August 2006
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Day August 27, 2006

iTunes drives me crazy sometimes

OK, so I’m suffering iTunes woes. I’ll leave aside the DRM issue: the frustration of having music I can play on my iPod and on my computer via the iTunes app, but not via my Slim Devices Squeezebox, for example. Sucks, but at least I understand why that issue exists.

My biggest issue with iTunes is that it’s simply inadequate for maintaining a serious music library, especially when you have multiple devices and perhaps a centralized home file server. In my case, I’m trying to consolidate all my music and media onto an Infrant ReadyNAS NV storage server, which sits on wired gigabit ethernet at the house and should offer streaming access to a variety of devices throughout the house. The storage part works just fine, of course; it’s the management functions that suck.

I used to have two iTunes libraries, because the sum of all my music files were bigger than both my 12″ Powerbook and my 20GB iPod could handle. So I kept one library with everything in it, and a library on my laptop which was small enough to leave me some free disk space and fit on the iPod. Fair enough. Managing these subsets, however, becomes a real pain in the butt. Issue #1: Merging and subsetting two libraries has virtually no support in iTunes. Basically, you copy the underlying files and then import or “Add to library…” which works fine, until there’s overlap. iTunes is brain-dead in terms of duplicate management. I know, newer versions have a “Check for duplicates…” function, but if you’ve used it, you know it’s pretty bad. Leaving aside how bad the duplicate management function is, why should this be a problem in the first place? A wide variety of methods are capable of detecting whether you’ve got the same track. Starting with filenames, you can move on to CDDB data, id tags, all the way to some of the acoustic “fingerprinting” algorithms. It’s not an insoluble problem, but Apple must not have any “power user” personas in its use-cases.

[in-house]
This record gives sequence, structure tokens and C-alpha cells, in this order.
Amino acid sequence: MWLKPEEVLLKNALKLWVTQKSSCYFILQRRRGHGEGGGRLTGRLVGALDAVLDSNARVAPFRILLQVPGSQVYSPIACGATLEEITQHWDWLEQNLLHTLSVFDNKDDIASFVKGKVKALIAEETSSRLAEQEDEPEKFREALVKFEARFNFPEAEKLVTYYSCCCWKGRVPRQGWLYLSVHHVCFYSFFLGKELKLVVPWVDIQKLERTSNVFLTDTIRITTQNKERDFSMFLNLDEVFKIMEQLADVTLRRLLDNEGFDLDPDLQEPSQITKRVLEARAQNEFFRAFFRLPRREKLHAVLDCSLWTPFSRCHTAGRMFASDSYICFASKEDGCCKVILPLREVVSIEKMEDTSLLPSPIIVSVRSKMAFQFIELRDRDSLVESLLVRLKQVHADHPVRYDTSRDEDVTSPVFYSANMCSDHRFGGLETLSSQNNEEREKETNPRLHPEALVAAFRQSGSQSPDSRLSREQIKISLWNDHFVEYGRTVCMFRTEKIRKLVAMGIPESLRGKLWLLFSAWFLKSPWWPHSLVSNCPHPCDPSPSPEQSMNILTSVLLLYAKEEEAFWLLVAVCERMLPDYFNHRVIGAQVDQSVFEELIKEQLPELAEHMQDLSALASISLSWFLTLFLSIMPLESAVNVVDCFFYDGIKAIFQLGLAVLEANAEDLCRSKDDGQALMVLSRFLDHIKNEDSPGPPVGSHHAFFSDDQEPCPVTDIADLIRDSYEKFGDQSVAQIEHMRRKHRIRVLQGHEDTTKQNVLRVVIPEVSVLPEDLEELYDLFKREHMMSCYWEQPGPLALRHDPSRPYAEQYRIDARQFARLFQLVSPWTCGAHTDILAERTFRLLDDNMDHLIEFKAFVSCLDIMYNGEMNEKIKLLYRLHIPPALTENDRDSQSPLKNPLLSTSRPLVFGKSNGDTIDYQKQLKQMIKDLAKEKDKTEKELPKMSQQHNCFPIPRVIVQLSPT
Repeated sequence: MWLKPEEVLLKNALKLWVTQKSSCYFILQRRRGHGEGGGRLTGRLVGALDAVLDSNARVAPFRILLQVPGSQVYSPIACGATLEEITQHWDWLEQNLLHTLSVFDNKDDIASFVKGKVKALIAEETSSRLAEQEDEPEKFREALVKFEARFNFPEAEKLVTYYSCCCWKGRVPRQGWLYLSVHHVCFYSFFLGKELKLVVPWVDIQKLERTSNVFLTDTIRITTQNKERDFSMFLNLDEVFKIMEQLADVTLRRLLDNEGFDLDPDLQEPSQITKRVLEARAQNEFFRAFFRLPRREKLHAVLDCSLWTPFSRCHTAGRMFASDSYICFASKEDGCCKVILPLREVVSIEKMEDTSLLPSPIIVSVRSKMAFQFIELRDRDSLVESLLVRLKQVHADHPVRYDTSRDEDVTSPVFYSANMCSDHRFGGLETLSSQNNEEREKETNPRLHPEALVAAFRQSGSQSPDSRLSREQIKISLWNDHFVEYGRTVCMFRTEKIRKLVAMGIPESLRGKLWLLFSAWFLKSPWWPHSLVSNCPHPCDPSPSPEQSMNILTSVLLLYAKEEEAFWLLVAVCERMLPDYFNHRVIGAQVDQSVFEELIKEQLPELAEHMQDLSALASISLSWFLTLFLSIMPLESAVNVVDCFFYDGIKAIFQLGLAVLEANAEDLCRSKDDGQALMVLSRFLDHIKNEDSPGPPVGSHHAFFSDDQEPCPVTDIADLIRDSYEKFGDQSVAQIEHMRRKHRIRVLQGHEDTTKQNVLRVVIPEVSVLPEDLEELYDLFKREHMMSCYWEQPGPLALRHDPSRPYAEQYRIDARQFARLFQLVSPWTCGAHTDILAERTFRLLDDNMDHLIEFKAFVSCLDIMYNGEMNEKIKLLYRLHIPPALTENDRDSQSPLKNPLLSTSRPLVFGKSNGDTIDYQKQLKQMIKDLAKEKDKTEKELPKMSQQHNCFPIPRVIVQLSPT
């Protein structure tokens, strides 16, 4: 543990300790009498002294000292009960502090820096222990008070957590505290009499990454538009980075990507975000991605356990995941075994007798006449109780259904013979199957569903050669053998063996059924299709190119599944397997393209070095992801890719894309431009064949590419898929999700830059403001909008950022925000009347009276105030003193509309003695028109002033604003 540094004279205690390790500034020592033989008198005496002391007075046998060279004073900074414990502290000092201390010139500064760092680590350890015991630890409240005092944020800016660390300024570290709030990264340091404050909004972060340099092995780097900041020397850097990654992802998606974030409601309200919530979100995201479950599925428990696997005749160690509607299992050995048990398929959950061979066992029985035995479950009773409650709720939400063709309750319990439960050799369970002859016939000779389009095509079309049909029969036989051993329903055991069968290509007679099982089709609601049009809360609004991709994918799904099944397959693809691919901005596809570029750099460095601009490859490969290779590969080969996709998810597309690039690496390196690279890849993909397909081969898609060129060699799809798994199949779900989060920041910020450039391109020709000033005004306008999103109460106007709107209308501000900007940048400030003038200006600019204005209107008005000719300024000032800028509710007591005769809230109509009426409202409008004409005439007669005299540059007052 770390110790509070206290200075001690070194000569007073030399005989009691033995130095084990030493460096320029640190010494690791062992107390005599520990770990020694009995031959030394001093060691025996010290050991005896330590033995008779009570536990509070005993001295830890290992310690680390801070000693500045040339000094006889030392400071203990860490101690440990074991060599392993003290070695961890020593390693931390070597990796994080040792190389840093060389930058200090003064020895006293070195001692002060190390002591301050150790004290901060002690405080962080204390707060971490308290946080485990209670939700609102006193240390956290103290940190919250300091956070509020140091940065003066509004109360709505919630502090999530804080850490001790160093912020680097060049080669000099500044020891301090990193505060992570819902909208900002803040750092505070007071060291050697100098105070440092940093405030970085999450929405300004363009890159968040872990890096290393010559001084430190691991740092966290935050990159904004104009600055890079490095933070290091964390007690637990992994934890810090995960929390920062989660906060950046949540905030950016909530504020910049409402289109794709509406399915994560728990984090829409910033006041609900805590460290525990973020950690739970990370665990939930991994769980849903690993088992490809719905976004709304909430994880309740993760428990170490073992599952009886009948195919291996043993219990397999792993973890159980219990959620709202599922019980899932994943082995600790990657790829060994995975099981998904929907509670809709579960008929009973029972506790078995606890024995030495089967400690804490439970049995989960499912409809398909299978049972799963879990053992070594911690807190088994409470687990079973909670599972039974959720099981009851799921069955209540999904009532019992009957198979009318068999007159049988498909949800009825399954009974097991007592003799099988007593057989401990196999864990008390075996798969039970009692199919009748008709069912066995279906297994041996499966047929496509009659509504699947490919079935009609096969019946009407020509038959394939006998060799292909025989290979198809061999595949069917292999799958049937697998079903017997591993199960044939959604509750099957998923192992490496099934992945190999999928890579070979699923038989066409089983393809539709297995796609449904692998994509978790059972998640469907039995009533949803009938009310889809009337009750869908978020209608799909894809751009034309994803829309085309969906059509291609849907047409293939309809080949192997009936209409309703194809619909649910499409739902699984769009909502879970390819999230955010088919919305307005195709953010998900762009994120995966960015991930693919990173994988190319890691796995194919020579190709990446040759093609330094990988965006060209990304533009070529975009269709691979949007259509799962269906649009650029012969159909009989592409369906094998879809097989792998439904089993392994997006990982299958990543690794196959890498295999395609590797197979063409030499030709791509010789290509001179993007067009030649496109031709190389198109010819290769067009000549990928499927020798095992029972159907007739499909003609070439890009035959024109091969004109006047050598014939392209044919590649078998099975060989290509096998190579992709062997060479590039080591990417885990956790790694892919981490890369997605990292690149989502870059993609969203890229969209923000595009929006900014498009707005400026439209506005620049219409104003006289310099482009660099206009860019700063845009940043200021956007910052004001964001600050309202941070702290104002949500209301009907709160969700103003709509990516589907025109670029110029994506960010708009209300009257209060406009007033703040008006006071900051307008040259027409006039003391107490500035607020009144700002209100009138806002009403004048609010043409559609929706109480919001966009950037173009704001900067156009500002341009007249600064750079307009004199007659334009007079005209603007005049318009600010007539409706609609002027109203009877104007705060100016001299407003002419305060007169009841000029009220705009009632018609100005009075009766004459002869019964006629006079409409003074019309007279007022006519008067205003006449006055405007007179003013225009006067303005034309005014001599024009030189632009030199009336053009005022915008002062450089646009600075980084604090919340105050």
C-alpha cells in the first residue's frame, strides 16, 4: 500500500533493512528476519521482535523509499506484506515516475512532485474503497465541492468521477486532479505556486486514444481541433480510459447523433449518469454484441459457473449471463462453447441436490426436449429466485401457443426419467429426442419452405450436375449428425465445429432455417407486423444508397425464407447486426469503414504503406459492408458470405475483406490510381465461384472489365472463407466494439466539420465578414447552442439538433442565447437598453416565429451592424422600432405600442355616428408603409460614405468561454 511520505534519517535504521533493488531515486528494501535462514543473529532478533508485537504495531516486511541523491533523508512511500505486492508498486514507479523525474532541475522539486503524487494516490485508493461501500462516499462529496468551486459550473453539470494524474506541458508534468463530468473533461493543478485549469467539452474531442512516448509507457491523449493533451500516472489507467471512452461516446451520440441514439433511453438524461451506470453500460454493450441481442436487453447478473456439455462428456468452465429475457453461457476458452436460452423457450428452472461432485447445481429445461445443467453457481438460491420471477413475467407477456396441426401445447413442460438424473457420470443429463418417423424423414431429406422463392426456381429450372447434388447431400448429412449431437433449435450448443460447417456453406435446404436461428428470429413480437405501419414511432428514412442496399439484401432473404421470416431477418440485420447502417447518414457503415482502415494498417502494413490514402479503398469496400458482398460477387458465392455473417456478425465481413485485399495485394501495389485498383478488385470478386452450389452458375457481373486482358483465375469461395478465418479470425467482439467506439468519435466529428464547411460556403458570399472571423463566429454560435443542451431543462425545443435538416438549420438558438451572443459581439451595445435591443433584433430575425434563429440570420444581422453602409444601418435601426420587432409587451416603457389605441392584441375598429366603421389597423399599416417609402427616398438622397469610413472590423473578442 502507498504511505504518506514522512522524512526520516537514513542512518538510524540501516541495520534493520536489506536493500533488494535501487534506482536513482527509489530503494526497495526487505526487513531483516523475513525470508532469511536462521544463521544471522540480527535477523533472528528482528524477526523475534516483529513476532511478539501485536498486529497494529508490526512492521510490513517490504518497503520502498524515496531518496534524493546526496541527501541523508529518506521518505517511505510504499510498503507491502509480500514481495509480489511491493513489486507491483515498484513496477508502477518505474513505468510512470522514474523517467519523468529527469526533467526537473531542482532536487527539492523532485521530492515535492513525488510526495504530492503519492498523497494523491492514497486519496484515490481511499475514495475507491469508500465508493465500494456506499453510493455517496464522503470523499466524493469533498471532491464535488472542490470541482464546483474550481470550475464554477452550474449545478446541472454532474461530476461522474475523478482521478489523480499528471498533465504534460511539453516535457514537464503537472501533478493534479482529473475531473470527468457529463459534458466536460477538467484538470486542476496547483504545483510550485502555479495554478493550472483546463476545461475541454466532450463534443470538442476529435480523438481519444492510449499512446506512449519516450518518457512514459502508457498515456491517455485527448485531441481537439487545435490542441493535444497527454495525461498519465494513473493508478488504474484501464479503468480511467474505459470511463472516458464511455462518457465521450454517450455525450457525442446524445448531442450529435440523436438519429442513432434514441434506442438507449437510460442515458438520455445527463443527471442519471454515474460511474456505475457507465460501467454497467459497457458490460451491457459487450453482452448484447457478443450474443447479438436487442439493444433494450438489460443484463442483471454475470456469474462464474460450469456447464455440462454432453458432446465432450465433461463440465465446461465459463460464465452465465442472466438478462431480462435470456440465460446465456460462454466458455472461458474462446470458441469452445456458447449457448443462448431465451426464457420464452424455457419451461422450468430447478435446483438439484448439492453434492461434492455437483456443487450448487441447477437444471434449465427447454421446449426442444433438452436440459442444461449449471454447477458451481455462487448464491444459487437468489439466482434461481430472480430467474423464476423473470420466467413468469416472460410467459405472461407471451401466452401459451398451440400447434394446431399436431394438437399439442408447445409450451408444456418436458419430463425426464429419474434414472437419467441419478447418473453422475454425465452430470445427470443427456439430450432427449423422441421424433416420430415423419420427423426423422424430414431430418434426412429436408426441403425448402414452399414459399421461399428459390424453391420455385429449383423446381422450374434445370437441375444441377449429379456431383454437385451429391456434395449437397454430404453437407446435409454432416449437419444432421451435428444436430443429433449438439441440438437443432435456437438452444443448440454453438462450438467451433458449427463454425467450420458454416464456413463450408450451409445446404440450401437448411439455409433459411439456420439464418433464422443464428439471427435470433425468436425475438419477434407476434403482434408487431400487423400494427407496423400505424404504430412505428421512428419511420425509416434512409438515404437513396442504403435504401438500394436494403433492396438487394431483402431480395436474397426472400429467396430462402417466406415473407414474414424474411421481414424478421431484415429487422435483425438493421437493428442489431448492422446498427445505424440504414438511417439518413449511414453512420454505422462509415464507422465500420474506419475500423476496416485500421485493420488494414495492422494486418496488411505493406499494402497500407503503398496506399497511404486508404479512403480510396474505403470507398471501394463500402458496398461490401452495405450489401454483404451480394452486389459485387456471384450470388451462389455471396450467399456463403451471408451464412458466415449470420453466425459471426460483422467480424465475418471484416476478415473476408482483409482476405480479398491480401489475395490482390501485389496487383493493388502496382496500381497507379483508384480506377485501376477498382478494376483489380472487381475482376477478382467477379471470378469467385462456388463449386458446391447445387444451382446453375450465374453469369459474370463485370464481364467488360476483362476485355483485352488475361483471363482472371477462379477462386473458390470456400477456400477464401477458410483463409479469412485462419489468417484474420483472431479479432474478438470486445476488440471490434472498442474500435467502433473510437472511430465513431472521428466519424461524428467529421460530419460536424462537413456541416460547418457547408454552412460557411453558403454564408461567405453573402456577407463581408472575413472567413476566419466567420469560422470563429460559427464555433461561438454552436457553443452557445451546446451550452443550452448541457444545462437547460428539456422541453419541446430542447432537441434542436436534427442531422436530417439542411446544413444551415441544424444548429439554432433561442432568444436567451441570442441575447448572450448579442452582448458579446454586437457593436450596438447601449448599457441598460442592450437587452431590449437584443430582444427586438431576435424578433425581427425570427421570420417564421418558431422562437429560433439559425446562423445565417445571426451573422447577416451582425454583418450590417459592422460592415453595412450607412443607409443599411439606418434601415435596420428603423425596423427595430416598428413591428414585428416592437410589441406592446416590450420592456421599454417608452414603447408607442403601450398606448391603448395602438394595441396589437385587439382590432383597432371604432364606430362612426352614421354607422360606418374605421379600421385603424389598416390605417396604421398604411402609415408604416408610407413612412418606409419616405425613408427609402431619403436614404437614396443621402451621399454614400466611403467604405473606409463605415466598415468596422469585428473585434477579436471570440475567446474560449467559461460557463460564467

This would all be much less of a problem — basically restricted to situations where you really need to merge two disparate libraries together — if iTunes had a better way to deal with server-based libraries and local system-resident libraries (Issue #2) Why should I have to manually copy and manage separate libraries on a server and my laptop? I don’t really want two libraries — I want one, resident on the server, which I have a copy or a cache of on my laptop. And as long as we’re building some kind of snapshot or cache, let’s handle the use case where I’ve got a large library on the server and only have a smaller free space on the laptop. I should be able to specify how the “subset snapshot” is taken and maintained: examples might include choosing a space limit and then filling it with “most played tracks,” “highest rated tracks,” “most recently added,” “by genre,” or adding specific playlists (and their underlying contents) and then using one of the other algorithms to fill the rest of the space. Again, creating rational subsets of the total library doesn’t seem like a hard problem.

When I reconnect my laptop to the appropriate network server, iTunes ought to sync the two (issue #3): stuff I rip on the laptop or purchased from the iTunes store, or eMusic, ought to be copied into the server library, and stuff that I need from the server library (perhaps added from a desktop machine) ought to be sync’d to the laptop. We know Apple knows how to do this because that’s what it does between the iPod and the computer-based iTunes library, so this is just extending the same idea out another level, between two “computer resident” iTunes libraries.

Today, solving each of these use cases involves manual copying of files, puttering around with Applescripts, trying out buggy freeware, or just suffering through libraries chock full of duplicate tracks. If there’s a good commercial application which handles some of these use cases, I’d buy it. But ultimately, this is the kind of thing that I expect Apple to solve in the core product, since they don’t have to cruft up the non-power-user scenarios in order to do it. People who don’t care about each of the three situations won’t even know the functionality is there — iTunes would just work like it does today. But those of us who are trying to build a serious multi-computer media center, and have mobiles devices as part of the mix, would sure appreciate the new features.